From all these streams, Forshaw and her HR team had access to continuous information from the teams, and ensured that all staff were kept in the loop about plans for the future of The Landmark. Concerns about the safety of returning to work when the hotel reopened were addressed in creative fashion. “We did a live Instagram of all our PPE, masks and visors, arriving at the hotel, to show them what we were doing. We put in a one-way system in the hotel too,” the hotel’s HR lead added. “By doing all these things, the team members could see that we were very serious about their safety and general wellbeing. We found that we didn’t have any team members that didn’t want to come back to work, because of everything we’d communicated and put in place prior to them coming back to work.”

Financial wellbeing

But The Landmark’s focus on staff wellbeing did not start with the pandemic. Long before an emphasis was already placed on looking after the team's financial wellbeing. Alongside regular salary reviews, bosses realised that bolstering benefits packages could improve job satisfaction and allow team members to spend their hard-earned money on the things that really mattered to them. Deals were struck with local merchants, including discounts at hairdressers, so staff could look and feel their best, not just at work, but in their personal lives too. Cobblers also joined in the scheme, providing discounted shoe repairs, and all of the team members have access to free dry cleaning of work uniforms via the hotel’s housekeeping department, thus reducing household bills, to a degree.  Forshaw continued: “It’s all these costs that you have because ultimately, you’re going to work. Everyone wants to spend their money on some things in leisure time, so we wanted to reduce the cost of coming to work. We have the focus on financial, so we have our financial advisors come to the hotel so our team members can be advised on different parts of their career and financial planning, whether it’s relating to pensions or mortgages.”

Of course, The Landmark also placed great emphasis on physical health and mental health too. Prior to the first lockdown, fitness classes were introduced during working hours, ranging from dance classes and bootcamps to yoga sessions. The best approach, the hotel felt, was to do lots of different things to connect with as many staff as possible. Mental health first aid courses were introduced, and all staff members were encouraged to complete at least the first stage of the training. “It will help us deal with whatever the future holds, ultimately,” Forshaw explained.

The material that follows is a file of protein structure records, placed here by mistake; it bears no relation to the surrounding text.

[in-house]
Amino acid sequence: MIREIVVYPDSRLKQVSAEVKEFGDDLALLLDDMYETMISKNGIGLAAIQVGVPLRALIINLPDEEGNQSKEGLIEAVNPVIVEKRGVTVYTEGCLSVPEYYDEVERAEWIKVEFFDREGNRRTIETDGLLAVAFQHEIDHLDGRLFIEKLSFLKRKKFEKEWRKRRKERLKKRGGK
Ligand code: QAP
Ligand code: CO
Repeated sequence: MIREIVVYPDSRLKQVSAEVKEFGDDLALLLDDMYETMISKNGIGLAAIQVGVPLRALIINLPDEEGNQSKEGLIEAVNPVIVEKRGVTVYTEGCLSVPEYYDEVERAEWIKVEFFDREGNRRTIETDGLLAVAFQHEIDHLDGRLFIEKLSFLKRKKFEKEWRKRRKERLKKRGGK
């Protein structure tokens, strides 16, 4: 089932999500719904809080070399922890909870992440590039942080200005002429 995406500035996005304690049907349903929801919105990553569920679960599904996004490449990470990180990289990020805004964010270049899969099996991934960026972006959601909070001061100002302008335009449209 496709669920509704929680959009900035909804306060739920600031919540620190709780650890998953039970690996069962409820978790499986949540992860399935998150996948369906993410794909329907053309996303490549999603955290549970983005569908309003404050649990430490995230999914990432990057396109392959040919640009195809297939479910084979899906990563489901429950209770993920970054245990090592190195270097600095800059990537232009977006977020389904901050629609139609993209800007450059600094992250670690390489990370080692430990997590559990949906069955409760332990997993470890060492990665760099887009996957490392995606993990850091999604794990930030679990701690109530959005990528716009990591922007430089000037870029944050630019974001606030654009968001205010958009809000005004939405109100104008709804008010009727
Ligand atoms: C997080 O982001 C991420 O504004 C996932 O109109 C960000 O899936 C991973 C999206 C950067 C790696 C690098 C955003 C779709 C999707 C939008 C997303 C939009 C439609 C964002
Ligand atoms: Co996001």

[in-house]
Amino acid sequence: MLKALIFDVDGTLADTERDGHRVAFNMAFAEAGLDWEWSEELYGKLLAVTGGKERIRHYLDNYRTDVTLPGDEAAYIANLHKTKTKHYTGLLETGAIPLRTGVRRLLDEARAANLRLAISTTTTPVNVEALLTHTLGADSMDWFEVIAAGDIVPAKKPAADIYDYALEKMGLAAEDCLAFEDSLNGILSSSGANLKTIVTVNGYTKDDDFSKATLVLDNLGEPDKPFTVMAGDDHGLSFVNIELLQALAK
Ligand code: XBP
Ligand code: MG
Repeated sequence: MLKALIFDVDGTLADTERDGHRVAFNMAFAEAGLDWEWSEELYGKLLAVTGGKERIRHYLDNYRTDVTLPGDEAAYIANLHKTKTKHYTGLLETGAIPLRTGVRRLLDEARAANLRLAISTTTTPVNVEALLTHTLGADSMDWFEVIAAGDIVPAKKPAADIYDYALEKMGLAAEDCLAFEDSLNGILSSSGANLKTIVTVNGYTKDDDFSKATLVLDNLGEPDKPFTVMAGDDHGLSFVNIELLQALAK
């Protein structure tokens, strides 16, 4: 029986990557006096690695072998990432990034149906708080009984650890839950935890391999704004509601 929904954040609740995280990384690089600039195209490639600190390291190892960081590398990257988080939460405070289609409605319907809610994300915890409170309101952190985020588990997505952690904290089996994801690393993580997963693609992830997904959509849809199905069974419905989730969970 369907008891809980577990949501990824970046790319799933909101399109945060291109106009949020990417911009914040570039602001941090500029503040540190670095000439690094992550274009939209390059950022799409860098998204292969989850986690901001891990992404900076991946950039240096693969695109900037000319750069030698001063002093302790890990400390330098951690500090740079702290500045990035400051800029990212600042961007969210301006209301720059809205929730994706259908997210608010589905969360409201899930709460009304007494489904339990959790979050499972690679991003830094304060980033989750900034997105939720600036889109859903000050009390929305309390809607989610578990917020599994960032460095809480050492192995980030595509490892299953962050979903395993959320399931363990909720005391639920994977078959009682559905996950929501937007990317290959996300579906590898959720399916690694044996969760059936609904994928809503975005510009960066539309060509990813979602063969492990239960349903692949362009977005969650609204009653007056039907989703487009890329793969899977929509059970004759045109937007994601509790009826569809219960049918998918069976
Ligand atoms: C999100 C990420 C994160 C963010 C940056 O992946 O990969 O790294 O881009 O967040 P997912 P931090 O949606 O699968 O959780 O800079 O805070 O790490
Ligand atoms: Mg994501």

As she describes it: “Mental health became a bigger issue for everyone during the pandemic, and we have to be aware of spotting people who are burning out, and young people who are struggling. I think it’s really going to help our business. Our team members found that the course helped them personally, but a lot also found it helped them look out for signs of others struggling.” And, of course, the skills provided by The Landmark are not just suited towards life in the hospitality sector. Increasingly, feeling in control of one’s mental and physical wellbeing is becoming ever more important, and by investing in the team’s personal lives, workers are embracing the hotel’s ethos and brand even more.

Reuniting team members

Embracing that brand is exactly what most staff did when The Landmark was finally able to re-open. While some, understandably, decided to move back home or pursue other opportunities, the HR practitioner and her team found that most team members opted to return to the hotel, even with hybrid working now being an option for a portion of them. “I think it’s a very face-to-face industry and lots of people wanted to go back and re-bond with their teams which they hadn't seen for a long time,” Forshaw continued. “A lot of our teams need to be in the hotel for our guests, but our teams in support roles did mostly opt to go back too,” she said, adding: “We do have an element of homeworking going on still for our sales team for example and we do see that this will continue. If people want to continue a hybrid approach, that’s something that we will embrace.”

And it surely can’t be a coincidence that – in an industry where staff turnaround has always been high, long before a global pandemic exacerbated the issue – The Landmark managed to retain most of its workforce with such a keen focus on wellbeing. From deploying initiatives to keep staff connected, to hosting company-wide meetings and good communication, there were many ways that The Landmark strived to keep employees together when they were apart, as well as focussing on their employees’ physical and mental health. But this was not all. Thought was also given to financial wellbeing and providing training to employees when the hotel reopened, a tack that has clearly paid off from a talent retention and engagement perspective for The Landmark London.